Austerity Advocates

The Euro's Hard Core

Dalia Grybauskaite, the president of Lithuania, leads a group of Baltic and eastern European countries that are increasingly advocating for a hard euro.
  • Why it matters

    Why it matters

    Increasingly confident euro members like the Baltics could re-shape some of the long-held alliances in Europe as they throw their weight behind Germany’s more conservative “northern” way of thinking.

  • Facts


    • The Baltics are the euro zone’s newest members: Lithuania joined in 2015; Latvia in 2014 and Estonia in 2011.
    • All three Baltic states went through a tough phase of austerity, shrinking their economies and budgets in order to join the common currency.
    • Bordering Russia, the three Baltic states have also been outspoken about the geo-political risks facing Europe.
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Lithuanian President Dalia Grybauskaitė isn’t one to mince words. A black-belt in karate, she is one of Europe’s most outspoken leaders on issues ranging from dealing with Russia to same-sex marriage.

She’s also taken a hard line in the recent talks over whether Greece should remain in the euro. Ms. Grybauskaitė, who leads the latest country to enter the euro currency bloc, has offered some of the toughest words of any leader in the past few weeks.

“The Greek government still wants to party, but the bills have to be paid by somebody else,” she complained in a tweet last month, ahead of a make-or-break summit on whether Greece should get its third bailout in five years and avoid exiting the 19-nation euro.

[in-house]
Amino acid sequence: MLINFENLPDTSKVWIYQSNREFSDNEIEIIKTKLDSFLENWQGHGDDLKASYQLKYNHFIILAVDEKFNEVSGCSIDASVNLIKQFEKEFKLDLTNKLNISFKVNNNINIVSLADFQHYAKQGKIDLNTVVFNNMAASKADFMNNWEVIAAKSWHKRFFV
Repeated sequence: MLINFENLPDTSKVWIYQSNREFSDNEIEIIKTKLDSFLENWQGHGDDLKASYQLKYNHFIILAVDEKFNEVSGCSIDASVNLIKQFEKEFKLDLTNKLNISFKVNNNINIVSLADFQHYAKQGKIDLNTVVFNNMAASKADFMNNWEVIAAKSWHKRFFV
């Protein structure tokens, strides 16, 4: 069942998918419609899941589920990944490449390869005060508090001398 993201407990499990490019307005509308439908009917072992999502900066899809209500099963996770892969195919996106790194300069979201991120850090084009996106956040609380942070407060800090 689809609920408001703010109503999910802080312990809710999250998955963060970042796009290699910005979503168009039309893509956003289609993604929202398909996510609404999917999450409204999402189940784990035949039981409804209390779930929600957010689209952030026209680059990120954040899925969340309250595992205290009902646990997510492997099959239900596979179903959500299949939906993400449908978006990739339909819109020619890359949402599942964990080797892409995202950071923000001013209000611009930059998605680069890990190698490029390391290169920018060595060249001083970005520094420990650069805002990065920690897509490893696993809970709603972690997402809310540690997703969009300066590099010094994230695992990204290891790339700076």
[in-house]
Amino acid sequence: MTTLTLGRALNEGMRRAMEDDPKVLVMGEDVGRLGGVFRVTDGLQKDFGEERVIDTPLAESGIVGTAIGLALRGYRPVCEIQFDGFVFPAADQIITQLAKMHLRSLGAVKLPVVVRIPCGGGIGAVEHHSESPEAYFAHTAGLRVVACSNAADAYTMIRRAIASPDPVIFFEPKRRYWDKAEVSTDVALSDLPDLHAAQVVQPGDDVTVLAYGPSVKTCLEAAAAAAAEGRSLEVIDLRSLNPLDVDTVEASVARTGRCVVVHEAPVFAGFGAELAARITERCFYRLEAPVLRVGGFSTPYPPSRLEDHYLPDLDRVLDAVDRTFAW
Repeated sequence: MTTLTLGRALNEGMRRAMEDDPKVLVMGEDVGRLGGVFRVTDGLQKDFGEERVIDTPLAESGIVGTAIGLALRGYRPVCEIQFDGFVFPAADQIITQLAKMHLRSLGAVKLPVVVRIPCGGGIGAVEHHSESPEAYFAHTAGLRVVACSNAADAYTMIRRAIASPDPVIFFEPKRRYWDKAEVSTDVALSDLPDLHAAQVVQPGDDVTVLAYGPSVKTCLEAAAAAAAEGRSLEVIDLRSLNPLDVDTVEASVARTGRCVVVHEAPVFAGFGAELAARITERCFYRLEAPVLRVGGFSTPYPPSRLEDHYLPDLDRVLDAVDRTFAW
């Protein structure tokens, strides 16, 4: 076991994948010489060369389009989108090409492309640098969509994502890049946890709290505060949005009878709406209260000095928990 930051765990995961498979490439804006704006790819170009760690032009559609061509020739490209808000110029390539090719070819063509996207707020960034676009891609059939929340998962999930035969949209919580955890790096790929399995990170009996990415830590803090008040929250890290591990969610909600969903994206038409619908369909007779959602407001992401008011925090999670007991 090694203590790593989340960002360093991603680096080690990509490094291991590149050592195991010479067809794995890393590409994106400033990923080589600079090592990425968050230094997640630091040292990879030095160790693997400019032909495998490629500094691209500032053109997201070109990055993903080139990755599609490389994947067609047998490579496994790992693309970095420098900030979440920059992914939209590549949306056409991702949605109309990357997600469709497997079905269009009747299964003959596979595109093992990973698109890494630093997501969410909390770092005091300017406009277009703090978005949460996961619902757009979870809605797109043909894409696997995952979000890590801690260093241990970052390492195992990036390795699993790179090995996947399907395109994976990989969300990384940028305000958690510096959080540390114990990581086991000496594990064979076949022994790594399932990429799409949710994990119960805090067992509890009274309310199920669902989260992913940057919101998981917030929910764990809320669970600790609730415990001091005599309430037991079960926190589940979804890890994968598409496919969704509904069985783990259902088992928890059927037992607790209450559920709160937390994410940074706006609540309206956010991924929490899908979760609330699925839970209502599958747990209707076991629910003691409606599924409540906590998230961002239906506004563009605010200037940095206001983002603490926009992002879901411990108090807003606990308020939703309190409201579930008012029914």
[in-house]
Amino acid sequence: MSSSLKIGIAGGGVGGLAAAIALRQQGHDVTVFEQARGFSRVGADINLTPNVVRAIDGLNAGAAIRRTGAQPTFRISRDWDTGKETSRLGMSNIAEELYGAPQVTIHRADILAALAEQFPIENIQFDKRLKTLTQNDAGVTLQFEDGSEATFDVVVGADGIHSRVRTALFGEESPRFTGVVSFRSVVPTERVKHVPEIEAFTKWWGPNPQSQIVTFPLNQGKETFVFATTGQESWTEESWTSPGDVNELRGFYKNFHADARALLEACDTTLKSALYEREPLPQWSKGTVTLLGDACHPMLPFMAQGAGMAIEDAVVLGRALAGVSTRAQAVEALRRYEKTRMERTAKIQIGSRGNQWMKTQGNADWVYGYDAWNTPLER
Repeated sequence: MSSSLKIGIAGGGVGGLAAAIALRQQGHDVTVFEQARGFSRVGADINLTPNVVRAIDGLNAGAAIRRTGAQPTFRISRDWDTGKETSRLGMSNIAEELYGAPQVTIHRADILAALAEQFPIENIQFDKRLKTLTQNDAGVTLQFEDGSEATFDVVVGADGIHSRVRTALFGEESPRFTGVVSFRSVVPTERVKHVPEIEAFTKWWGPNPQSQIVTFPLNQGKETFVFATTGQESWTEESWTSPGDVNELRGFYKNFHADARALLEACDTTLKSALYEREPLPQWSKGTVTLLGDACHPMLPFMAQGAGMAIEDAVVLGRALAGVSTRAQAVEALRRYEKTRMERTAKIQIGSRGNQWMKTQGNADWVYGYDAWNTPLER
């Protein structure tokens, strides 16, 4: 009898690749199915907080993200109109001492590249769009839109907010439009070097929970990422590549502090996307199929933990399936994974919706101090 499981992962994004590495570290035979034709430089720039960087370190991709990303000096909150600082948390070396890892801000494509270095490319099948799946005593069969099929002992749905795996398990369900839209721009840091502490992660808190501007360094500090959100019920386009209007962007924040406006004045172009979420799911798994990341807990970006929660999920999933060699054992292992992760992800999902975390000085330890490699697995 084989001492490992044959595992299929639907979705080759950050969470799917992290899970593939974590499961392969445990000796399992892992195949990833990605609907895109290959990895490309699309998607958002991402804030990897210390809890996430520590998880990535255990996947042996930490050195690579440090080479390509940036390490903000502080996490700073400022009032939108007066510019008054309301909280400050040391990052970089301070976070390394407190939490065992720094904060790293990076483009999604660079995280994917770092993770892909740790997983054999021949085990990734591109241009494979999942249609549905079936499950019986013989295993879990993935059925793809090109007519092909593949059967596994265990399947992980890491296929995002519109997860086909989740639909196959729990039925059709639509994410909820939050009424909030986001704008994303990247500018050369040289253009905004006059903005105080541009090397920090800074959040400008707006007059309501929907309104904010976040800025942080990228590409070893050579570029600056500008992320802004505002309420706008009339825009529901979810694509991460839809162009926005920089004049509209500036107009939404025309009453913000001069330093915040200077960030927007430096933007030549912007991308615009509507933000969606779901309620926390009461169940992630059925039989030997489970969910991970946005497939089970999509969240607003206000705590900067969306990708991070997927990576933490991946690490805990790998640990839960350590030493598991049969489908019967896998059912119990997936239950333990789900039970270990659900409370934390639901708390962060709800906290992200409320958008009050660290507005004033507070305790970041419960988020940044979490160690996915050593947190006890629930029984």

Ms. Grybauskaitė leads a confident and tough-talking group of leaders and ministers from the euro’s newest members – the Baltic states of Lithuania, Latvia and Estonia, and Slovenia and Slovakia, which are increasingly preaching a new kind of fiscal tough love.

Their influence is re-shaping some of the continent’s long-held alliances.

The bloc is giving Germany a new set of conservative economic allies who are demanding that E.U. governments stick to the rules, exercise budget discipline, and resist the siren call to spend their way out of slow growth or a debt crisis.

“The leading policymakers here are clearly behind the Germans. You could argue that they are more German than the Germans,” Karsten Staehr, a former official at Estonia’s central bank and now an international finance professor at Tallinn University of Technology, told Handelsblatt Global Edition. “We here would like to think of ourselves as part of ‘northern’ Europe,” he added.

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